Marrying client-side Windows-based CryptEncrypt and server-side,Linux-based Crypt::OpenSSL::RSA

Time flies and it does so very quickly. The story I am about to tell you is 8 years old, but it does feel like I wrote it yesterday.

In 2014 a client asked me to develop a never-seen-before prototype of a new type of an endpoint agent that would be code-minimal, position-independent, 32- and 64- architecture-aware and talk to a backend using strong encryption. Yes, kinda EDR or C2-like agent and we had discussions about using it for both blue and red team engagements, if it worked.

Anyone who tried to make Windows crypto primitives talk to (typically Linux-based) server-side crypto primitives knows that it is an awful coding experience. After googling around, and trying different things I eventually developed the prototype. I can’t share the code for obvious reasons, but I can at least describe what it did.

On a client side, I had a routine that would talk to the socket (not proxy aware at that time) and follow a basic data protocol exchanging encrypted data blobs with my server. The data was encrypted with a public key that only server could decrypt. Nothing really ground breaking.

What was annoyingly, frustratingly hard to develop was the actual decryption part. The server part was using Crypt::OpenSSL::RSA (yes, perl!) primitive, and I couldn’t force it to decrypt the CryptEncrypted message I was sending.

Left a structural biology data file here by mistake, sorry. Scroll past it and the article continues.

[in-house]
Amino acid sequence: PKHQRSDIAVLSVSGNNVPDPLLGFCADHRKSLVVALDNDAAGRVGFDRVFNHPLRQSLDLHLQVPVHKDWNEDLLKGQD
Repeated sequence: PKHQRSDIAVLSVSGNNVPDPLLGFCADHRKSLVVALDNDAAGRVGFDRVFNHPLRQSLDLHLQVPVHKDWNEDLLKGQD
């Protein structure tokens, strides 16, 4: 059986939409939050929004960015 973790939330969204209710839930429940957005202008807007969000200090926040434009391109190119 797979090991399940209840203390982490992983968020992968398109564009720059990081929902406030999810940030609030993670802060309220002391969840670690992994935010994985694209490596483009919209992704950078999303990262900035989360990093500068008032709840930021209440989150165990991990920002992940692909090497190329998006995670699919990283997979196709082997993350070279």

After many hours of debugging and googling around I eventually figured it out. After I used CryptEncrypt I just had to reverse the data blob delivered by the function: byte, by byte. Yup, it was that simple.

Commander Minority Report

This is an idea I have not tested in practice, but it emerged in response to a simple question:

  • What if sysmon, 4688, EDR command line logging couldn’t catch a thing?

I am not the first one to ask this question and @_xpn_ has a great post about an argument spoofing trick one can use to fool command line interceptors: create a suspended process, then inject a proper command line argument after the process creation event has been intercepted, then resume the process with the new command line injected.

So… that made me think about what command line really is.

And command line is basically a string that is being parsed to set up a internal state for the program that parses it. And with that we can ask another question: is there a way to manipulate the process state and assign appropriate values to internal engine of the targeted tool and make it run as if a command line argument was provided, but without providing that command line? Of course, to do so one needs to know intricacies of the process that is being manipulated but it’s relatively straightforward for targets like powershell (source code available), or even v|cbscript / cmd.

Perhaps there is a scope for a completely new type of offensive engine that takes instrumentation to a completely new level…